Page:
Once a problem has been clearly identified, the process that follows focuses on identifying and evaluating alternative solutions. By contrast, soft systems problem solvers believe there are no problems waiting to be solved because the problem is being enacted through an individuals conditioning and perception. As a result of this thinking they recognise that there are no permanent solutions, only improvements. These become a continuous series of on going improvements, which are regarded as accommodations. A useful way of comparing the two methodologies is to consider two different models that have been developed that use the alternative principles as discussed above.
N. K. Kwak and S. A. DeLurglo  have developed a seven stage problem solving process that is based on the principles of Operations Research (OR). OR is an application of hard systems thinking that uses different mathematical techniques to solve specific types of problems.
It approaches problems by using the scientific method of inquiry. Peter Checkland`s  soft system methodology as similarly a seven step sequential model. It is an example of a model that uses interactive planning. “Interactive planning is participative. It requires the direct involvement of stakeholders. It asks stakeholders to make plans to achieve whatever they believe to be important.” Stage1 of the OR process is the problem formulation. This includes defining the object of the study, measures of effectiveness and efficiency and the boundaries to the system.
It identifies controllable variables and uncontrollable variables. This approach in itself does two things. It is immediately implying that we will come to a finite result at the end of the process. It is also acknowledging that it is not in a closed system. In other words, it is qualifying the process by stating that there are elements that may well effect the situation but are beyond the control of the systems capabilities. Stages 1 and 2 of Checklands model are based on finding out about the situation.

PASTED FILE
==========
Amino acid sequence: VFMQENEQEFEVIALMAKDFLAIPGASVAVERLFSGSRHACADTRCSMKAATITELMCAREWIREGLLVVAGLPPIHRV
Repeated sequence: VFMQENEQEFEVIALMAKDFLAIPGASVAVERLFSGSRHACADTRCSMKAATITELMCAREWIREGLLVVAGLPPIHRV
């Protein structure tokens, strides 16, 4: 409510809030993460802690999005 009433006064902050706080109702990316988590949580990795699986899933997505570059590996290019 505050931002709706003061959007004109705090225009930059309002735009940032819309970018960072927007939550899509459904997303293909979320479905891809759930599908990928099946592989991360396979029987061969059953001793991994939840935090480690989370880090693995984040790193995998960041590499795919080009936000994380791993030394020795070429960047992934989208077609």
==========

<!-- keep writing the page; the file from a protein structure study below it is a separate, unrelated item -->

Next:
These include identifying the stakeholders of the problem, the social and political environment that surrounds the situation, and the roles that individuals are playing and who has ownership of the areas that may be effected. The principle is to generate as much understanding of the variety of views that people will have and how they may benefit the possible change. Stage 2 of the OR model is about specifying the model to be used. These are normally in forms that are scaled down representations of the overall system. The model will apply statistical evidence to help understand the variation that may exist within a situation and the most effective solution.
Some of the tools that can be used include Cause and Effect diagrams, Flow Charts, Scatter Diagrams and Selection Grids. By contrast, Stage 3 of the soft systems approach requires the use of root definitions. These examine the relationship of the following relevant subsystems: customers, people active in the system, the world view, the owner (who the people in power will respond to the activity) and the environment. The comparison between the two methodologies is quite evident. The hard approach acknowledges the influences on the system but makes judgements to not address the impact the problem may have on them whereas the soft approach attempts to consider the interests of all the elements that it feels has a concern in the situation. Stage 3 of the hard systems model involves the validation of the model.
This includes checking that assumptions, variables, parameters and relationships that have been previously proposed are valid. Stage 4 moves onto the derivation of the solution. This in effect is the result of the model process and would hopefully provide the expected solution that can be implemented. Stage 4 of the Che …